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Logo of Phnom Penh Post newspaper Phnom Penh Post - Environmental protection

Environmental protection

THE Government of Cambodia recently enacted an Environmental Protection and Resource

Management Law that will impact on private investors throughout the Kingdom. The

extent to which investors are likely to be affected by the new environmental law

will depend, to a large degree, on the sub-decrees that will be issued. These will,

hopefully, further clarify this law and define specific guidelines. In the meantime,

businesses need to be aware that environmental protection measures are starting to

be put in place and other ministries, in addition to the Ministry of Environment,

are likely to be inspecting and requiring various reports or monitoring the activities

of those projects with which they have been previously associated.

The Ministry of Environment is a fairly new ministry, having been established first

by royal decree in October 1994 and in January 1996 it received a legislative mandate.

Even before its official establishment as a ministry, the Ministry of Environment

began work on an environmental protection law. Its early goal was to develop a comprehensive

law, with specified procedures for environmental impact assessment, and to establish

new institutions with specific responsibility for aspects of environmental management.

At some point the Ministry decided to simplify its approach to this draft law in

the interests of focusing its energies on a more narrow topic - that of making the

Ministry the agency primarily responsible for environmental management and to clarify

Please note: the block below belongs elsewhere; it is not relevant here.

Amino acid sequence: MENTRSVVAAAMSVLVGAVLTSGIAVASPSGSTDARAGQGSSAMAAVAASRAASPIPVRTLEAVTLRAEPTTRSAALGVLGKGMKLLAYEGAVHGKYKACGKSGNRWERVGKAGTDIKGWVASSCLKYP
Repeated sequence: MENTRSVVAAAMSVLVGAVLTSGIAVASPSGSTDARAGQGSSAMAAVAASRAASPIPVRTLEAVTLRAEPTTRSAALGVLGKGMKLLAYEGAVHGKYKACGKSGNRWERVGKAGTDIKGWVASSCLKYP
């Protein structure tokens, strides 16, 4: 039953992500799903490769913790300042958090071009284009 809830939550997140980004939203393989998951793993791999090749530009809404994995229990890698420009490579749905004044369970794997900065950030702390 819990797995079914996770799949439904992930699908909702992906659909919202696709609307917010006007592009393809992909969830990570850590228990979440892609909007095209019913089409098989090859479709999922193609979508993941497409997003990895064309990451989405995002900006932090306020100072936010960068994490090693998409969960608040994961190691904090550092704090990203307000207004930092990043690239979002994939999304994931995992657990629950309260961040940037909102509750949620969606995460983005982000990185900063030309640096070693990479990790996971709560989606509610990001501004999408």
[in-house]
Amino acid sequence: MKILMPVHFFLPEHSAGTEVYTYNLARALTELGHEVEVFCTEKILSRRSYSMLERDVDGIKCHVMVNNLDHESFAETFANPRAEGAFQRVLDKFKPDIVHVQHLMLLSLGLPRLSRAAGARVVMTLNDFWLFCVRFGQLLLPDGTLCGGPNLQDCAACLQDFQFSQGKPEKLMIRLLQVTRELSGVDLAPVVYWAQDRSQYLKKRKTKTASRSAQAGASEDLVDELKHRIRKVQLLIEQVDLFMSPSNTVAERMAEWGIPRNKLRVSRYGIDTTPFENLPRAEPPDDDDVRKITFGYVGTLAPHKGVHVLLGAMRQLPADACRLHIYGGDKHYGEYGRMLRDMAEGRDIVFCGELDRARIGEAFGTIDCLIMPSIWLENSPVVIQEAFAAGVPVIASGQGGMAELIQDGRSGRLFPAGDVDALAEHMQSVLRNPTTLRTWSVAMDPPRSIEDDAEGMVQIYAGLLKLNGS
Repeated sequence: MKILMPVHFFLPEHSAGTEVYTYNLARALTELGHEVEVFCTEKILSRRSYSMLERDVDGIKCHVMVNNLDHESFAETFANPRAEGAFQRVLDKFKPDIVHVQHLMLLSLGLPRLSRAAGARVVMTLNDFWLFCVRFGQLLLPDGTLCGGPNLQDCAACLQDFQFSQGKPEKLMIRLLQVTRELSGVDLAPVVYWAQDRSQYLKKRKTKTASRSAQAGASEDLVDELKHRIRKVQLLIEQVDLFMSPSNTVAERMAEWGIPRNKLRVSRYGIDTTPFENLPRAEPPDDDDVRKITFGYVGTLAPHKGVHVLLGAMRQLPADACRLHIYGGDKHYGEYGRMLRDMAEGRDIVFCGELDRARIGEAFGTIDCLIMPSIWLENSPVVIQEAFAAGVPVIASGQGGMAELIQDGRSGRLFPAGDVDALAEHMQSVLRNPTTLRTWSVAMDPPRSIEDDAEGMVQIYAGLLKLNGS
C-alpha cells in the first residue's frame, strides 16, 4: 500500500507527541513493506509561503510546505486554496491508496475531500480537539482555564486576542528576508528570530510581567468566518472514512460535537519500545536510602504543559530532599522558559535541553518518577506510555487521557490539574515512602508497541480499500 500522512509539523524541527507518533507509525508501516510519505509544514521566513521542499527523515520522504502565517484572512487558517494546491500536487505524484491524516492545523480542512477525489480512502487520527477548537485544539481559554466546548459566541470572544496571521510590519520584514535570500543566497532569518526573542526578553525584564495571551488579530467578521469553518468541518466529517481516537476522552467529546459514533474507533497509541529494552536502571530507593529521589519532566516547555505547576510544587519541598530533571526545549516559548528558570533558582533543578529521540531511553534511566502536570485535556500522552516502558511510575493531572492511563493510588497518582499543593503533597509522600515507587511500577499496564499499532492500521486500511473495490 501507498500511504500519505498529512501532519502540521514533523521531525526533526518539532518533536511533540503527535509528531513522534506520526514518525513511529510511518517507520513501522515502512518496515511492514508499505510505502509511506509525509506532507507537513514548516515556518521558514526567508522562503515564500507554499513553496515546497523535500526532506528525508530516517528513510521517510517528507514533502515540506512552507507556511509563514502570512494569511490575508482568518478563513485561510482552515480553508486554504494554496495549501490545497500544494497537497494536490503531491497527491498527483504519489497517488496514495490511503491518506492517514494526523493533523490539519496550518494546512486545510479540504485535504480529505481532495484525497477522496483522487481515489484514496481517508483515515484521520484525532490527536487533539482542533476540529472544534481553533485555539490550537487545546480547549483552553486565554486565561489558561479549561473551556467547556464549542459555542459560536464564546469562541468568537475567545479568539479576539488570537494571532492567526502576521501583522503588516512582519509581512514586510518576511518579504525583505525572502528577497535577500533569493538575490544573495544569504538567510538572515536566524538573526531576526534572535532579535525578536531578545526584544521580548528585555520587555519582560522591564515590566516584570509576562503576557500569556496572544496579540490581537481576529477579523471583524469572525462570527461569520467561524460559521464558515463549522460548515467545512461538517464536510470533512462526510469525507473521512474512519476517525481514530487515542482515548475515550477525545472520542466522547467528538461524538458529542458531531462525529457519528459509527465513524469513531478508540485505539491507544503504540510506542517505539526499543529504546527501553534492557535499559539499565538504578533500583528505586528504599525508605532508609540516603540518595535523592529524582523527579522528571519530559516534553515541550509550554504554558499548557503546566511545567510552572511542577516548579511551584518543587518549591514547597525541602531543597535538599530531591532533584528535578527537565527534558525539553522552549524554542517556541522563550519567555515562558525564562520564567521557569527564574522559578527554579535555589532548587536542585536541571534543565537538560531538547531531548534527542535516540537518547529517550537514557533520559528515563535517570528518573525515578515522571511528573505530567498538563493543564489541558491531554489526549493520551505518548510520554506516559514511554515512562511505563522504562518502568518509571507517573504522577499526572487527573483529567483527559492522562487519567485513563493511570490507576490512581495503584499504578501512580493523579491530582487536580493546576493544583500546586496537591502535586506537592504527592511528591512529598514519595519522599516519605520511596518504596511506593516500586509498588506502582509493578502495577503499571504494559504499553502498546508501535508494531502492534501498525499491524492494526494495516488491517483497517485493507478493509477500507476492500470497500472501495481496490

institutional roles and responsibilities.

Unfortunately, the new law does not clarify many of these institutional issues. The

roles and responsibilities of various ministries are not clearly defined, leaving

the investor with no certainty as to which ministry will oversee its particular environmental

issues.

Chapter 3 of the Environmental Protection and Resource Management Law requires that

environmental impact assessments be prepared for public and private activities and

that these be evaluated by the Ministry of Environment prior to submission to the

Royal Government. This chapter goes on to state that assessments will also be conducted

for already existing activities. The exact nature and format of these assessments

is unspecified and a future sub-decree will define the parameters of these assessments.

Additionally, the law specifies that this sub-decree (or another one) will define

which projects, by nature, size, activity or other characteristic, will be required

to prepare an environmental impact assessment. However, a different provision in

the law seems to contradict this by requiring that all projects and activities have

an environmental impact assessment. Hopefully, this variance in application will

be clarified.

Since this chapter specifically calls for environmental impact assessments for investment

projects, future investors can expect submission of this document to be an additional